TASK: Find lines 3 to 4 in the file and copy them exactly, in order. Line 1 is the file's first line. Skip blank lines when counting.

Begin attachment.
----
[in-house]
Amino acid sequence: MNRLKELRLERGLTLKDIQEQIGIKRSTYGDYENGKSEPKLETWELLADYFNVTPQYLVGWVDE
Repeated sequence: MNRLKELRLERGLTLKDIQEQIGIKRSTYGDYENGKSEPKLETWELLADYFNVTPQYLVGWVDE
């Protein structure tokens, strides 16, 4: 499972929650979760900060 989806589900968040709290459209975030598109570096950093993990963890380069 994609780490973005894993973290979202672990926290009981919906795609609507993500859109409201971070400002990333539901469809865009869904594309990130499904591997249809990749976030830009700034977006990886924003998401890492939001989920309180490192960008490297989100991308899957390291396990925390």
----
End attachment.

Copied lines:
Repeated sequence: MNRLKELRLERGLTLKDIQEQIGIKRSTYGDYENGKSEPKLETWELLADYFNVTPQYLVGWVDE
């Protein structure tokens, strides 16, 4: 499972929650979760900060 989806589900968040709290459209975030598109570096950093993990963890380069 994609780490973005894993973290979202672990926290009981919906795609609507993500859109409201971070400002990333539901469809865009869904594309990130499904591997249809990749976030830009700034977006990886924003998401890492939001989920309180490192960008490297989100991308899957390291396990925390």